We talked, we flirted (nothing serious, and okay, mostly I did), and she told me about her battles with cancer. She only lives about an hour from me in Ohio, and I always meant to stop by to say hi, maybe meet her husband (no children), but never had the time. Just today she came to mind and I went looking for her online (yes, I was creeping her on Facebook and Google — so shoot me), and I found out that she passed away in November of last year. The cancer won. Worst of all, she passed away one day after she and her husband moved into their new house.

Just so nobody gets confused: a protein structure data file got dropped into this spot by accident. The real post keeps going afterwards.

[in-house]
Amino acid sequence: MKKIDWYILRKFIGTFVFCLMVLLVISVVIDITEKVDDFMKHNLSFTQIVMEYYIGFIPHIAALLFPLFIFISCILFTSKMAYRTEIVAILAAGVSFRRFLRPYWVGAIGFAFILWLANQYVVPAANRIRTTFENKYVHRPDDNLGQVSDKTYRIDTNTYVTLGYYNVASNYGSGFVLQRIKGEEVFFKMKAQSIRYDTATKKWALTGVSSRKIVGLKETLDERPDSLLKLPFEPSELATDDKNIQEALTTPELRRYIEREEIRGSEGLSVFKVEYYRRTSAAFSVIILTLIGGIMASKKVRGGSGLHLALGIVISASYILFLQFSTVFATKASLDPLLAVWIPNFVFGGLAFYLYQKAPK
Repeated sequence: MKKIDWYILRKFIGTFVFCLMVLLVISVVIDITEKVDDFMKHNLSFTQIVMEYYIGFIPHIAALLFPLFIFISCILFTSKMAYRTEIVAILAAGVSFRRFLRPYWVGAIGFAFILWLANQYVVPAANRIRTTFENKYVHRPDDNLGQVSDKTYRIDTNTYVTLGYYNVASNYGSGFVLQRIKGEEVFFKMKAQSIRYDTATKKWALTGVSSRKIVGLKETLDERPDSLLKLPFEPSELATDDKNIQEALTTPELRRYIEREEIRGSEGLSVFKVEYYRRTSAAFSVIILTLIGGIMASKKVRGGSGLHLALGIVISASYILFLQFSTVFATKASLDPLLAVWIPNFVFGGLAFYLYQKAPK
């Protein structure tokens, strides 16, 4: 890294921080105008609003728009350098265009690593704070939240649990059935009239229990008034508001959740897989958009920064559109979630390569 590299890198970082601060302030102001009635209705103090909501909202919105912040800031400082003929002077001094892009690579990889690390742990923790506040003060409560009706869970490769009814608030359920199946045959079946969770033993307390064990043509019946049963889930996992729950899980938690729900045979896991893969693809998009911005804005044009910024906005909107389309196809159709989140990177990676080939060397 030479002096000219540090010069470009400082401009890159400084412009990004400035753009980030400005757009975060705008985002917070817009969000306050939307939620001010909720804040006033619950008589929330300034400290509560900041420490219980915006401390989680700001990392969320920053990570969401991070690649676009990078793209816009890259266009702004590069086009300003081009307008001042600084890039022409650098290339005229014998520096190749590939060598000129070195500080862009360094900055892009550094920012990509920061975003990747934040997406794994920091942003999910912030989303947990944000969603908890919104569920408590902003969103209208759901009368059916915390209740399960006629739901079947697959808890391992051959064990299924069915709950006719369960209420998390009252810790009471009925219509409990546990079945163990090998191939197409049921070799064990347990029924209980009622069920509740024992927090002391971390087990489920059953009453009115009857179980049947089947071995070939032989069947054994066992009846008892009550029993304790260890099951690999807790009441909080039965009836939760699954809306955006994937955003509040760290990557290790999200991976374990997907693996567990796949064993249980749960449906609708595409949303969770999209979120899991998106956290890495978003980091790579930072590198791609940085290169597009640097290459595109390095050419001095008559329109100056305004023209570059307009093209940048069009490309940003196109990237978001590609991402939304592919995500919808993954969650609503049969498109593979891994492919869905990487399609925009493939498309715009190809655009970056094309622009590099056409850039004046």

I wish I could remember more of our conversation.

I’m glad I remember many of her facial expressions. She had a great laugh and a big smile and was very generous with both.

I could tell from our conversation that she was loved by many people. It’s always great to meet people like that. The love tends to overflow and spill over and messily splash around, randomly, on everything around it. That’s great to be around.

I wish I could say something to her husband. Something substantial that I remembered about our conversation, or about her. But because I have never met him, I don’t know what would be right or best. All I can do right now is just feel really bad for him, for what he lost, but grateful for what he had, though for too short a time.